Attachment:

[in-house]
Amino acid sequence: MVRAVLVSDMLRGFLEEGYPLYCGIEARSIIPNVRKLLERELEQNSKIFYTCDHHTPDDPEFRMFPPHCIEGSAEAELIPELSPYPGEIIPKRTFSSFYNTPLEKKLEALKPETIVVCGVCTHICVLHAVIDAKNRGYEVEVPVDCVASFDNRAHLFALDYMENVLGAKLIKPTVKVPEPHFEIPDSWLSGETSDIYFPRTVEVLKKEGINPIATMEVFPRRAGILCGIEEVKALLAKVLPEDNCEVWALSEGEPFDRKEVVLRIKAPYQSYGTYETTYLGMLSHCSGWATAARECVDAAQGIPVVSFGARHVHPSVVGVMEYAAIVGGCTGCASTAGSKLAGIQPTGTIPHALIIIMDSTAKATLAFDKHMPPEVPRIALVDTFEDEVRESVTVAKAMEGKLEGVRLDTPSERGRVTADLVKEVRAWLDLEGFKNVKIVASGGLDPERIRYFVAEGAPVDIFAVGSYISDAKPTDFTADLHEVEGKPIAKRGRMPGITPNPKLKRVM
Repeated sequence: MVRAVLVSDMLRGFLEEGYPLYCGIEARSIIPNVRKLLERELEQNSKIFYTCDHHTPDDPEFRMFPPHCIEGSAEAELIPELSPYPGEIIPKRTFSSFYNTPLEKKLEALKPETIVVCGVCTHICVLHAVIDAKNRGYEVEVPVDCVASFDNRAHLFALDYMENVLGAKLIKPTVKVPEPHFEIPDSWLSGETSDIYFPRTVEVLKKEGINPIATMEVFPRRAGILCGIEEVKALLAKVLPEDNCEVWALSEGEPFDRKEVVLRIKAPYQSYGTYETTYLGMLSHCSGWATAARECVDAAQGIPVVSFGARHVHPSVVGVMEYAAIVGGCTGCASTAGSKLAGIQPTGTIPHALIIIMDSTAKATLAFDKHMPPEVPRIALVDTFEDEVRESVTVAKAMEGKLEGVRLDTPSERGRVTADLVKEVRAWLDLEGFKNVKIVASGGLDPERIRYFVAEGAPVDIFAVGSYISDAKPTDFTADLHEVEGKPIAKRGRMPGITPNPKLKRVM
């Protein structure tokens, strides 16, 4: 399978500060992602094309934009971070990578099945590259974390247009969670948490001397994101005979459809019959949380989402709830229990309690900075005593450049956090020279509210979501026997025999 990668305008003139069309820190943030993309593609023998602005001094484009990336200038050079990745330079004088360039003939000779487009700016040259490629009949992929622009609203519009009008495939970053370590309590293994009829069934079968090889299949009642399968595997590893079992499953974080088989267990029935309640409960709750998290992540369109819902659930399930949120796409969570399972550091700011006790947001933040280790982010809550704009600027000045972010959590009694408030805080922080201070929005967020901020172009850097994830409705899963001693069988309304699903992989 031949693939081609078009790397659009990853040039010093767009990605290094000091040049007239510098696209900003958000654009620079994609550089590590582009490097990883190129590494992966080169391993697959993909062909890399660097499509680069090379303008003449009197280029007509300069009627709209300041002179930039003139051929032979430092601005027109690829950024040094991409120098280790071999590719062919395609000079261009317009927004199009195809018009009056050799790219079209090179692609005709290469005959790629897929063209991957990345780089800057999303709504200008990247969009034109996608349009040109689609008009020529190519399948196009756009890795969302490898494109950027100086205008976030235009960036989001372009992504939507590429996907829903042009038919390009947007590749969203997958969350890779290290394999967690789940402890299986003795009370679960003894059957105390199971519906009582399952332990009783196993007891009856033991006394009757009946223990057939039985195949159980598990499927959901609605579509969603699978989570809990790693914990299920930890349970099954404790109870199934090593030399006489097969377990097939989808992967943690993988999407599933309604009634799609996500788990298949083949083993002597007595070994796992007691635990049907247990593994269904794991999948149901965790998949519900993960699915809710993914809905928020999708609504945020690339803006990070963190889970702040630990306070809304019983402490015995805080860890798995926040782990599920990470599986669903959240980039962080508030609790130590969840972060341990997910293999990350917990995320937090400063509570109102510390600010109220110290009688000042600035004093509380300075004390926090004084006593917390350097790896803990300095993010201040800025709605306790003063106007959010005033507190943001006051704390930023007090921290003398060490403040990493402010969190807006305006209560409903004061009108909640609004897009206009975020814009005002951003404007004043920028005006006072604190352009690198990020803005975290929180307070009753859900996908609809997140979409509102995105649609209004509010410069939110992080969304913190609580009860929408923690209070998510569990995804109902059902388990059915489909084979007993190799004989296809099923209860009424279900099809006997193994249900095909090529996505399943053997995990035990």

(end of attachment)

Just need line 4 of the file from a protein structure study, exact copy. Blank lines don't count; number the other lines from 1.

């Protein structure tokens, strides 16, 4: 399978500060992602094309934009971070990578099945590259974390247009969670948490001397994101005979459809019959949380989402709830229990309690900075005593450049956090020279509210979501026997025999 990668305008003139069309820190943030993309593609023998602005001094484009990336200038050079990745330079004088360039003939000779487009700016040259490629009949992929622009609203519009009008495939970053370590309590293994009829069934079968090889299949009642399968595997590893079992499953974080088989267990029935309640409960709750998290992540369109819902659930399930949120796409969570399972550091700011006790947001933040280790982010809550704009600027000045972010959590009694408030805080922080201070929005967020901020172009850097994830409705899963001693069988309304699903992989 031949693939081609078009790397659009990853040039010093767009990605290094000091040049007239510098696209900003958000654009620079994609550089590590582009490097990883190129590494992966080169391993697959993909062909890399660097499509680069090379303008003449009197280029007509300069009627709209300041002179930039003139051929032979430092601005027109690829950024040094991409120098280790071999590719062919395609000079261009317009927004199009195809018009009056050799790219079209090179692609005709290469005959790629897929063209991957990345780089800057999303709504200008990247969009034109996608349009040109689609008009020529190519399948196009756009890795969302490898494109950027100086205008976030235009960036989001372009992504939507590429996907829903042009038919390009947007590749969203997958969350890779290290394999967690789940402890299986003795009370679960003894059957105390199971519906009582399952332990009783196993007891009856033991006394009757009946223990057939039985195949159980598990499927959901609605579509969603699978989570809990790693914990299920930890349970099954404790109870199934090593030399006489097969377990097939989808992967943690993988999407599933309604009634799609996500788990298949083949083993002597007595070994796992007691635990049907247990593994269904794991999948149901965790998949519900993960699915809710993914809905928020999708609504945020690339803006990070963190889970702040630990306070809304019983402490015995805080860890798995926040782990599920990470599986669903959240980039962080508030609790130590969840972060341990997910293999990350917990995320937090400063509570109102510390600010109220110290009688000042600035004093509380300075004390926090004084006593917390350097790896803990300095993010201040800025709605306790003063106007959010005033507190943001006051704390930023007090921290003398060490403040990493402010969190807006305006209560409903004061009108909640609004897009206009975020814009005002951003404007004043920028005006006072604190352009690198990020803005975290929180307070009753859900996908609809997140979409509102995105649609209004509010410069939110992080969304913190609580009860929408923690209070998510569990995804109902059902388990059915489909084979007993190799004989296809099923209860009424279900099809006997193994249900095909090529996505399943053997995990035990």